Greer, along with peer support specialists Tyler Chapman of Cognitive Connection, were on hand Tuesday to speak to the court.
As part of International Overdose Awareness Day on Aug. 31, Chapman presented a “fact versus myth” analysis of Narcan, which can help reverse an opioid overdose.
Greer shared her story with the court, one of overcoming addiction, despite losing 15 friends and family members, including her father, younger brother and best friend to overdose death in 11 years.
Greer spent 15 years in active addiction, but she decided to change for her daughter, who she calls “the most awesome gift that she was ever given.”
“Social Services told me when my daughter was around 3 years old, ‘We’re going to take her unless you make some serious changes in your life and start giving us some clean drug screens,’” Greer said. “I wasn’t about to lose the opportunity to give (my daughter) a better life than what I had.”
It was the support of officials that helped her get the help she needed to get clean, and now, to help others do the same.
“I knew I was in a bad place, I just didn’t know how to get out of it. But, through social services, and some really mean police officers, who I ran into more than one time, I was provided resources,” Greer joked. “To find that kind of forgiveness with people gave me the encouragement to try and pursue it with other folks,” she said. “So, that’s what I’m doing.”
Greer is currently working towards her bachelor’s degree in psychology and human services at Montreat. She will celebrate 15 years of sobriety in October.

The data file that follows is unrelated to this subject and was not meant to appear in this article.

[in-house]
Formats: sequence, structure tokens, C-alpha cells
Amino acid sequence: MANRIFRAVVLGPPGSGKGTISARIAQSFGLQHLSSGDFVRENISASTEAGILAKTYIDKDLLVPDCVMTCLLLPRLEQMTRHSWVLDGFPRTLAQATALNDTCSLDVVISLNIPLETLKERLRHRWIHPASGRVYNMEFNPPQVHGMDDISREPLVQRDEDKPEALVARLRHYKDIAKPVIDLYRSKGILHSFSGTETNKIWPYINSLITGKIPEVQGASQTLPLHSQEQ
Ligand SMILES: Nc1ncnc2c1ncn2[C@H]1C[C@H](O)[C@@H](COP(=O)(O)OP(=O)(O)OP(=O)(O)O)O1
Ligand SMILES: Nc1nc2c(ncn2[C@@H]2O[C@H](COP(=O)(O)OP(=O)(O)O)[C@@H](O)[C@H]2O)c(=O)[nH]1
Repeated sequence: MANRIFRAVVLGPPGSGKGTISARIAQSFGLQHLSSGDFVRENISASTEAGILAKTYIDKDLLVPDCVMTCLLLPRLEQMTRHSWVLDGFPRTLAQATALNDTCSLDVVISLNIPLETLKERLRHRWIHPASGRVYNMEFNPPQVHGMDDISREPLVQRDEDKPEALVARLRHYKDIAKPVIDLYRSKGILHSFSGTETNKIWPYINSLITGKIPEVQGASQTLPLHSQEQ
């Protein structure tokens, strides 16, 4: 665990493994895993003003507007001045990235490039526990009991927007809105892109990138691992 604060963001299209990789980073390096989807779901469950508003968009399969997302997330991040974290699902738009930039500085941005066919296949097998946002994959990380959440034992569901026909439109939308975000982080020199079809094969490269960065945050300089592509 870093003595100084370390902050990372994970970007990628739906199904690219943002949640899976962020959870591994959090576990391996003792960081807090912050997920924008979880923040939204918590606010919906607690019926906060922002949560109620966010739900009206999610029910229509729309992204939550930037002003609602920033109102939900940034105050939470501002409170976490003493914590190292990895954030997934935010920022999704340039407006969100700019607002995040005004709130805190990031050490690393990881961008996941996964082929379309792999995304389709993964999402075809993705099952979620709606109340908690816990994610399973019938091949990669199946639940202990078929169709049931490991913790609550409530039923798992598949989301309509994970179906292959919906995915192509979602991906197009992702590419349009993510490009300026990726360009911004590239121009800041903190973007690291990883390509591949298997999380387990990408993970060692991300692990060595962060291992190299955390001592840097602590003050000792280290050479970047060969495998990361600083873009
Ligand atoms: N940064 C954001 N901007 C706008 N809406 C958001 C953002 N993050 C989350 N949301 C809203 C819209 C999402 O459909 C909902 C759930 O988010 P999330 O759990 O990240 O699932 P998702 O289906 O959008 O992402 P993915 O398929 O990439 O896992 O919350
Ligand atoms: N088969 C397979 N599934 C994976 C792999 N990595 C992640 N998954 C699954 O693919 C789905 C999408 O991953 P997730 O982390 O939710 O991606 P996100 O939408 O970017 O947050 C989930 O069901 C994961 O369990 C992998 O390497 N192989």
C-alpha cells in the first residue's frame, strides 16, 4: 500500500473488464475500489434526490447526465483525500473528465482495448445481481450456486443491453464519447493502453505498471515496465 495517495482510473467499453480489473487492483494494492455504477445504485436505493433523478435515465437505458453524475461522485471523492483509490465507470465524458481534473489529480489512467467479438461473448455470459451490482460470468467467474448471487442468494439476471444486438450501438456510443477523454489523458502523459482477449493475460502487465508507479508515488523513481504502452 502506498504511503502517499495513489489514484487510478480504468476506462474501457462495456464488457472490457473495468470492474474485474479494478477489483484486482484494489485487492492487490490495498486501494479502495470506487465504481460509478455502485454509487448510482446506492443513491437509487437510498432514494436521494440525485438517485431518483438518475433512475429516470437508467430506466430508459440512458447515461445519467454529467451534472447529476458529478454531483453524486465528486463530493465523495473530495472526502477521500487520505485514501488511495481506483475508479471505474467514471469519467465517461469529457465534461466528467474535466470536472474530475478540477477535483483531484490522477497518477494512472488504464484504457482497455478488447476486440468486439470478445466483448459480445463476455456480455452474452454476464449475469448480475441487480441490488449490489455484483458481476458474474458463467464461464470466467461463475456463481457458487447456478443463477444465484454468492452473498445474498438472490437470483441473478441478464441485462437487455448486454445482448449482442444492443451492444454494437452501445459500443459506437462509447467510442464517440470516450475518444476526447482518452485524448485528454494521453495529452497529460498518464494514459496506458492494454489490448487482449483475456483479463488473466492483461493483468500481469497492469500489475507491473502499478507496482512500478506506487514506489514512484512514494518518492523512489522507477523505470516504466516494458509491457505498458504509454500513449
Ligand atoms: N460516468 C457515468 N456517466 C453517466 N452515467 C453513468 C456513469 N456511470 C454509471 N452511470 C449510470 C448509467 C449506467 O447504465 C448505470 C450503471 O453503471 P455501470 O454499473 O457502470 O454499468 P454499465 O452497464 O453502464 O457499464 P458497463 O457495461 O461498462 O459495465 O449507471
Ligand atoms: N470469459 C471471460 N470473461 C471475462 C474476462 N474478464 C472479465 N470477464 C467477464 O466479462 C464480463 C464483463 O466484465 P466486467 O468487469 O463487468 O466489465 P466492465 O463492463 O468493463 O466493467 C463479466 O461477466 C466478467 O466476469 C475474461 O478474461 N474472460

The local police officers have been extremely supportive of the recovery court program.
Huizenga, Moore and James lauded Whisenant for his efforts to mitigate substance use disorder for county residents.
Huizenga said he even accompanied Cognitive Connection workers to the National Association of Drug Court Professionals conference in Natural Harbor, Md.
Moore called Whisenant a “champion for working against substance use.”
“He sees the families and the parents of those who have either passed away from overdose or who have been in that revolving door with law enforcement,” Moore said. “He’s prayed with them, cried with them and tried to figure out ways to help them. He’s been on the frontline of all of this and he wants something done about it. He’s been a very big advocate, too. Whatever we wanted to try, he said, ‘I’m on board, let’s try it.’”
Law enforcement as a whole has been extremely supportive of the county-wide initiative to fight substance use disorder, according to James.
“We have law enforcement at every community coalition meeting, we have law enforcement represented on the leadership committee, and on half of the committees. We can always pick up the phone and call them,” James said. “Burke County has a real community sense of solving a community problem, and I think there’s a huge value to it,” she said. “This kind of partnership doesn’t exist in other counties and other states.”
Huizenga, James and Moore said when the group went to the NADCP conference, they were surprised to see a lack of teamwork in other counties and states.
“There were places where the judge would not even speak to the drug court coordinator, and the teams don’t work together,” Moore said. “You can’t throw money at the problem, but you throw money at the support system that helps them. So if you boost that up, that helps them fill their needs.”
With Burke Recovery Court, the county is working together to address a glaring problem. Whisenant estimated that 99 percent of county-wide property crime is related to drug use.
Though the program is still in its first year, Moore and Huizenga agree that it has been hugely successful.
“It almost feels like with the collaboration (in BCRC), it doesn’t necessarily matter who your employer is, we’re all here to help people with substance use problems, and we all work together,” Huizenga said.
Johnny Casey is a staff writer and can be reached at email@example.com or 828-432-8907.